DEC. 21 UPDATE to post below: The National Labor Relations Board (NLRB) voted 2-1 on Dec. 21 to approve procedural changes that could dramatically shorten the union election process in U.S. workplaces. Among other things, these “quickie election” rules require employers to postpone legal challenges until after the workers vote. The quicker election process makes it more difficult for employers to communicate with employees before the vote. The rules are scheduled to take effect on April 30, but a business-backed lawsuit is challenging the changes. Read more details at www.theHRSpecialist.com/unionvote.
Dec. 16 post: The National Labor Relations Board (NLRB) recently moved one step closer to changes that would give employers much less time to react to union organizing efforts … and make it easier for organizers to gain a toehold in your workplace.
The NLRB is racing to finalize those new election rules—which opponents call “quickie” or “ambush” elections—before an end-of-December deadline. Why the rush? The currently three-member NLRB will likely lose its quorum status with the Jan. 1 term expiration of Craig Becker, a pro-union member of the board.
The NLRB originally proposed these changes in June. It then voted Nov. 30 to cut out a few of the more controversial elements of the proposal. But the board pushed forward on the main revision, which would shorten the time from the filing of the election petition until the actual election is held.
It’s estimated that the time between an organizing petition and a full union election—currently averaging about 38 days—could be cut in half if this NLRB proposal is finalized.
These changes follow more than 65,000 written comments to the NLRB about the rule change, plus a two-day hearing in July. Employers now await the final word from the NLRB about whether this rule will officially take effect—and when.
Advice: If these NLRB rules become final this month, unions will feel emboldened to start organizing drives in previously union-free workplaces. That’s why it’s important to take steps now to keep your organization union free. Some possible action steps:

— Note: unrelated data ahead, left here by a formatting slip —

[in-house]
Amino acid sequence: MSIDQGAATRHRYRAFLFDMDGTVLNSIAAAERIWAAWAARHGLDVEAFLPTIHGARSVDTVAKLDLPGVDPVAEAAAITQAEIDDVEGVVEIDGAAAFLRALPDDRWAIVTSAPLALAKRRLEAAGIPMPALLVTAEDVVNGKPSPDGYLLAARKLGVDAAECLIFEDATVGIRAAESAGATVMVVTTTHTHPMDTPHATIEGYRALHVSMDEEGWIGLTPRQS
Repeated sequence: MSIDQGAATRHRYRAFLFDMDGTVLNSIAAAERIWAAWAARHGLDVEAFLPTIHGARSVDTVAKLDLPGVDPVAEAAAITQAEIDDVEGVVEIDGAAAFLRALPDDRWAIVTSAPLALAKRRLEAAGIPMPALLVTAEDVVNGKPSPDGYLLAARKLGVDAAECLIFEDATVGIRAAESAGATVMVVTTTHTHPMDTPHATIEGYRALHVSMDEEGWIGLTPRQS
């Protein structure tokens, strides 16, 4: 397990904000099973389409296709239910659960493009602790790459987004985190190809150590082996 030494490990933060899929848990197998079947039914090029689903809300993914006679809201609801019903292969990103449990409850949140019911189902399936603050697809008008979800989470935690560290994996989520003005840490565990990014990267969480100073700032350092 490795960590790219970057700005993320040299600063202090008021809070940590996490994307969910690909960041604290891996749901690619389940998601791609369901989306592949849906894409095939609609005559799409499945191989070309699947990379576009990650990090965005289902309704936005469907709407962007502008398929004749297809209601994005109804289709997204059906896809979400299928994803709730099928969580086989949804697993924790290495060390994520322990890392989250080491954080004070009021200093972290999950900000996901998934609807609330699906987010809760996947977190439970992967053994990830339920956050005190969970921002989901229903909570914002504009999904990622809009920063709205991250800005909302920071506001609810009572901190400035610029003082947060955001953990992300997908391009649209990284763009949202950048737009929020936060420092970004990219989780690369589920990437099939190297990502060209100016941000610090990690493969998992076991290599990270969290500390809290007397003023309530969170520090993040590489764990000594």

Take a hard look at employee satisfaction levels. Disgruntled employees and festering workplace issues are fertile ground for union organizers. Conduct an objective workplace audit, focusing on employees’ views of’s responsiveness, compensation levels and workplace health and safety.
Communicate with employees about unions. Periodically educate employees in lawful messages about the good features of working for your organization, and the disadvantages of belonging to a union (dues, assessments, possibility of strikes, etc.)
Review anti-union policies. Certain employer policies can help prevent unionization. To be effective, however, policies must be in place before any organizing activity. Policies to review: visitors at work, solicitation of fellow employees (orally or via email), distribution of literature and employee dispute and problem-solving options.
Note: Learn additional practical (and legal) union-avoidance steps at LEAP 2012, our Labor & Employment Law Advanced Practices Symposium, March 21-23, 2012 in Las Vegas. The conference will include sessions on "The New NLRB," a comprehensive update on all the new mandates coming from the NLRB, plus our 2-hour post-conference workshop, "Keeping Unions at Bay." Learn more at www.LEAP-2012.com.
- Setting Priorities: A 7-Step Process for HR
- 'Thanks, But No Thanks': The Fine Art of Writing Legally Smart Rejection Letters
- The Employment Law Quiz: 10 Questions to Test Your HR Smarts
- Not-So Silent Night: The 10 Most Obnoxious Holiday Party Goers (and 12 Ways to Avoid Getting Sued)
- Close Shave: Is it Legal to Set a No-Beard Policy for Male Staff?